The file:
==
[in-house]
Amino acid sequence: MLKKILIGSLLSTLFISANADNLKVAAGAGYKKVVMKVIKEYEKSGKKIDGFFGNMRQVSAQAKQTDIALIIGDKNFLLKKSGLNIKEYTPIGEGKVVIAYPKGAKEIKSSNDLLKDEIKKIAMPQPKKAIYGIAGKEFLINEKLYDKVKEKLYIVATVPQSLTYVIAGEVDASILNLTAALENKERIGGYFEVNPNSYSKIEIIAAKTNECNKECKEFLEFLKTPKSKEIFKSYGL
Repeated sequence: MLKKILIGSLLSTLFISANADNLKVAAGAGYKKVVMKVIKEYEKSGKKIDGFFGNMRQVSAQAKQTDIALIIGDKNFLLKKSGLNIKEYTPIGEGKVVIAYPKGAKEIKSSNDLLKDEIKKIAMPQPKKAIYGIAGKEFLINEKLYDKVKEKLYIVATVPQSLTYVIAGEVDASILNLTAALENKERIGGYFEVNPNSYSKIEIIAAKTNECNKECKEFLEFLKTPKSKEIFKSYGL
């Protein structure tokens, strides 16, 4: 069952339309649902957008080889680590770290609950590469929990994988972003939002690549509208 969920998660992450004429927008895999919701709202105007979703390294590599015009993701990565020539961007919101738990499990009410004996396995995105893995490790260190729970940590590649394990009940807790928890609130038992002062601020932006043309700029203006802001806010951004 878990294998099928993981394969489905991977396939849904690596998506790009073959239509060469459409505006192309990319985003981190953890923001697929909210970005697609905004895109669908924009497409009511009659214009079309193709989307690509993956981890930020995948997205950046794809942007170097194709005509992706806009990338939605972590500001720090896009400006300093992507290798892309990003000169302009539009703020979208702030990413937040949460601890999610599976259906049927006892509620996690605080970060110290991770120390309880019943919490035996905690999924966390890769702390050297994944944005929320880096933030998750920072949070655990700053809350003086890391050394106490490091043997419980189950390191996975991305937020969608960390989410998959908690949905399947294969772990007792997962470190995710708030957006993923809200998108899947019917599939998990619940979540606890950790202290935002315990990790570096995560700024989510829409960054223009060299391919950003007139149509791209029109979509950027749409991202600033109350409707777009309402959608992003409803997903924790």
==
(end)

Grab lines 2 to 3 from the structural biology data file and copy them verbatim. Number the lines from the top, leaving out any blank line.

Amino acid sequence: MLKKILIGSLLSTLFISANADNLKVAAGAGYKKVVMKVIKEYEKSGKKIDGFFGNMRQVSAQAKQTDIALIIGDKNFLLKKSGLNIKEYTPIGEGKVVIAYPKGAKEIKSSNDLLKDEIKKIAMPQPKKAIYGIAGKEFLINEKLYDKVKEKLYIVATVPQSLTYVIAGEVDASILNLTAALENKERIGGYFEVNPNSYSKIEIIAAKTNECNKECKEFLEFLKTPKSKEIFKSYGL
Repeated sequence: MLKKILIGSLLSTLFISANADNLKVAAGAGYKKVVMKVIKEYEKSGKKIDGFFGNMRQVSAQAKQTDIALIIGDKNFLLKKSGLNIKEYTPIGEGKVVIAYPKGAKEIKSSNDLLKDEIKKIAMPQPKKAIYGIAGKEFLINEKLYDKVKEKLYIVATVPQSLTYVIAGEVDASILNLTAALENKERIGGYFEVNPNSYSKIEIIAAKTNECNKECKEFLEFLKTPKSKEIFKSYGL